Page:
26. Houghton, et al. Effect of electrical stimulation on chronic leg ulcer size and appearance, Physical Therapy. January 2003; 83(1): 17-28.
  27. Kawasaki L, Mushahwar VK, Ho C, et al. The mechanisms and evidence of efficacy of electrical stimulation for healing of pressure ulcer: a systematic review. Wound Repair Regen. Mar-Apr 2014; 22(2):161-173.
  28. Khooshideh M, Latifi Rostami SS, Sheikh M, et al. Pulsed electromagnetic fields for postsurgical pain management in women undergoing cesarean section: a randomized, double-blind, placebo-controlled trial. Clin J Pain. Feb 2017;33(2):142-147.
  29. Khouri C, Kotzki S, Roustit M, et al. Hierarchical evaluation of electrical stimulation protocols for chronic wound healing: An effect size meta-analysis. Wound Repair Regen. Oct 20 2017.
  30. Kloth, et al. Acceleration of wound healing with high voltage, monophasic, pulsed current. Physical Therapy, April 1988, Vol. 68, No. 4.
  31. Lala D, Spaulding SJ, Burke SM, et al. Electrical stimulation therapy for the treatment of pressure ulcers in individuals with spinal cord injury: a systematic review and meta-analysis. Int Wound J. Dec 2016;13(6):1214-1226.
  32. Lawson D and Petrofsky JS. A randomized control study on the effect of biphasic electrical stimulation in a warm room on skin blood flow and healing rates in chronic wounds of patients with and without diabetes. Med Sci Monit 2007; 13(6): 258-263. (Abstract)
  33. Liu LQ, Moody J, Traynor M, et al. A systematic review of electrical stimulation for pressure ulcer prevention and treatment in people with spinal cord injuries. J Spinal Cord Med. Nov 2014;37(6):703-718.
  34. McLean, S, et al. Wound healing and care. The Washington Manual of Surgery, 3rd edition, 2002, pp. 164-183.
  35. Medicare Technology Assessments for Electrostimulation for Wounds (CAG-00068N). //www.cms.gov/medicare-coverage-database/details/technology-assessments-details.aspx?TAId=13&NCAId=27&NcaName=Electrostimulation+for+Wounds&IsPopup=y&bc=AAAAAAAACAAAAA%3d%3d&.
  36. Mulder, G. Treatment of open-skin wounds with electric stimulation. Archives Physical Medicine Rehabilitation, May 1991, Vol. 72, pp. 375-377.
  37. Polak A, Kloth LC, Blaszczak E, et al. The Efficacy of Pressure Ulcer Treatment With Cathodal and Cathodal-Anodal High-Voltage Monophasic Pulsed Current: A Prospective, Randomized, Controlled Clinical Trial. Phys Ther. Aug 1 2017;97(8):777-789.
  38. Qaseem A, Humphrey LL, Forciea MA, et al. Treatment of pressure ulcers: a clinical practice guideline from the American College of Physicians. Ann Intern Med. Mar 3 2015; 162(5):370-379.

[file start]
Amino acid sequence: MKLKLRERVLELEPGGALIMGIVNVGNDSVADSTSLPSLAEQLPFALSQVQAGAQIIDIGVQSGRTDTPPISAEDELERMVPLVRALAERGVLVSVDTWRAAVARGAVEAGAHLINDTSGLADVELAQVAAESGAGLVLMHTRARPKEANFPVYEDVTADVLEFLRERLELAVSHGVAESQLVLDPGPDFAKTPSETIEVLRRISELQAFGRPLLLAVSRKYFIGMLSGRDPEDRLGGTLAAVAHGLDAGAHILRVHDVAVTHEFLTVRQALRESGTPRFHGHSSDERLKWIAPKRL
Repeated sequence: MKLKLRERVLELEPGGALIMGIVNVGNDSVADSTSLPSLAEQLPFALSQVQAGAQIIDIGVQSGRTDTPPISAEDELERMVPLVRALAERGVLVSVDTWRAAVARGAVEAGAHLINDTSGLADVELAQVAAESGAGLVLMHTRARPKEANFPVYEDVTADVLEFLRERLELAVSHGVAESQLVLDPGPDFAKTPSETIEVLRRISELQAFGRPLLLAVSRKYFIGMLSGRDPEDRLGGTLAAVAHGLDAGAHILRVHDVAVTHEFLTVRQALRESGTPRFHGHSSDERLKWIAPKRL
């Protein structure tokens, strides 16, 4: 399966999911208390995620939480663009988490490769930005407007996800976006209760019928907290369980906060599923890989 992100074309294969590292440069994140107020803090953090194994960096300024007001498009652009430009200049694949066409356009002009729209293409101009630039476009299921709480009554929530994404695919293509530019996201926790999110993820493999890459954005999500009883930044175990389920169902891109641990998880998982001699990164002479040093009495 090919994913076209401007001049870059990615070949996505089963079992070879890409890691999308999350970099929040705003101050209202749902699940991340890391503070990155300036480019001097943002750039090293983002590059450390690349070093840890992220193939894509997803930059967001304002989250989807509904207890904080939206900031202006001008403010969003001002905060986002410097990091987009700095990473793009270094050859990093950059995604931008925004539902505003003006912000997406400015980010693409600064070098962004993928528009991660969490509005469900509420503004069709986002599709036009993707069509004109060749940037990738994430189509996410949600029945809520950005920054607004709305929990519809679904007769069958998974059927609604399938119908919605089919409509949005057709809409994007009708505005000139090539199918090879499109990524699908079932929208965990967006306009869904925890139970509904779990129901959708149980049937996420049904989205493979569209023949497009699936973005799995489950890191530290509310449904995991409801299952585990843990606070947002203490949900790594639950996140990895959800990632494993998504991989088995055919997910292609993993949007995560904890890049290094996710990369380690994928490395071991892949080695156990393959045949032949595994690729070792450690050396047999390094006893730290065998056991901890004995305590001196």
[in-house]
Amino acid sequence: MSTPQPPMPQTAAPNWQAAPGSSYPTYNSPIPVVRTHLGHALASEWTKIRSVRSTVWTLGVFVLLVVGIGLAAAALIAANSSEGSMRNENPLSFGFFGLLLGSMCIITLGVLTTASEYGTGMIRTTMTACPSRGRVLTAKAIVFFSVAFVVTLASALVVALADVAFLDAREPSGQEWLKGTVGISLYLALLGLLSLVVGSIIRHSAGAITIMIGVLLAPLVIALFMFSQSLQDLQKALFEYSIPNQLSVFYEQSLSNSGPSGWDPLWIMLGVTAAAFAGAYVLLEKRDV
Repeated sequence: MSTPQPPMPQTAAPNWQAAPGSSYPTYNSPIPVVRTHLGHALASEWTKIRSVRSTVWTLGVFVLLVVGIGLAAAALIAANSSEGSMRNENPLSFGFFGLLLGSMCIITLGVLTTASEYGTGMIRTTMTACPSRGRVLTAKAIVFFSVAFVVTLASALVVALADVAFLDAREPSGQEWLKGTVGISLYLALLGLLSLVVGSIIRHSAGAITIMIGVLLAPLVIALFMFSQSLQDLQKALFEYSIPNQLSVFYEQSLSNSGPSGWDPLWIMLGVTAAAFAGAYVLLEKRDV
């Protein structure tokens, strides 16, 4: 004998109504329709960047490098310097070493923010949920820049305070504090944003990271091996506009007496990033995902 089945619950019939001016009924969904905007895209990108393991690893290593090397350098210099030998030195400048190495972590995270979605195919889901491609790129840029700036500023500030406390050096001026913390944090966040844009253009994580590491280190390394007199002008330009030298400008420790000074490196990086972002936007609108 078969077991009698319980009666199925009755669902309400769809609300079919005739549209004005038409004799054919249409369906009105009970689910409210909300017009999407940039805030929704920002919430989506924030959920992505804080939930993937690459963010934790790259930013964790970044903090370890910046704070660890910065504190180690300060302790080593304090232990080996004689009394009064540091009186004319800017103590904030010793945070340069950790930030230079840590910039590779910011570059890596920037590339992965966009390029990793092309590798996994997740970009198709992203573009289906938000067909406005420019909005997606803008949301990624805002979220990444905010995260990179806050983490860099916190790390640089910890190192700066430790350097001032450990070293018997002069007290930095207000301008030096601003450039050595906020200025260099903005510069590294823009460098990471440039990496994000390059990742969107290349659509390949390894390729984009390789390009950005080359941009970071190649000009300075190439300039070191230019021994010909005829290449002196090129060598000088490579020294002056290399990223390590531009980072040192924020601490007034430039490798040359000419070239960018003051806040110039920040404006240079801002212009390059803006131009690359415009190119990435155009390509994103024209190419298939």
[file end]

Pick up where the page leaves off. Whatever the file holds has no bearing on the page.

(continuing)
39. Sumano, et al. The use of acupuncture-like electrical stimulation for wound healing of lesions unresponsive to conventional treatment, American Journal Acupuncture, 1999; 27: 5-14. (Abstract)
  40. Sussman, C and Byl, N. Electrical Stimulation for Wound Healing. Wound Care, Chapter 16, Collaborative Practice Manual for Physical Therapists and Nurses. Sussman, C. and Bates-Jensen, BM, Aspen Publishers 1998: www.medicaledu.com/estim.htm.
  41. Thakral G, La Fontaine J, Kim P, et al. Treatment options for venous leg ulcers: effectiveness of vascular surgery, bioengineered tissue, and electrical stimulation. Adv Skin Wound Care. Apr 2015; 28(4):164-172.
  42. Todd, et al. Treatment of chronic varicose ulcers with pulsed electromagnetic fields: a controlled pilot study: www.curatronic.com/scientific6.html. (Abstract)
  43. Wainapel, S, et al. Electrotherapy for acceleration of wound healing: Low intensity direct current. Archives Physical Medicine Rehabilitation, July 1985, Vol. 66.
  44. Wound, Ostomy and Continence Nurses Society (WOCN). Guideline for prevention and management of pressure ulcers. 2016; https://www.guideline.gov/summaries/summary/50473. Accessed January 3, 2018.
  45. Zorzi C, Dall’Oca C, Cadossi R and Setti S. Effects of Pulsed electromagnetic fields on patients’ recovery after arthroscopic surgery: prospective, randomized and double-blind study.  Knee Surg Sports Traumatol Arthrosc, July 2007; 15(7): 830-834. 

POLICY HISTORY:

Medical Policy Group, October 2003 (1)

Medical Policy Administration Committee, October 2003

Available for comment November 3-December 17, 2003

Medical Policy Group, October 2005 (1)

Medical Policy Group, October 2007 (1)

Medical Policy Group, June 2008 (1)

Medical Policy Group, June 2010 (1): No policy changes

Medical Policy Group, October 2010 (1): No policy changes, Key Points updated.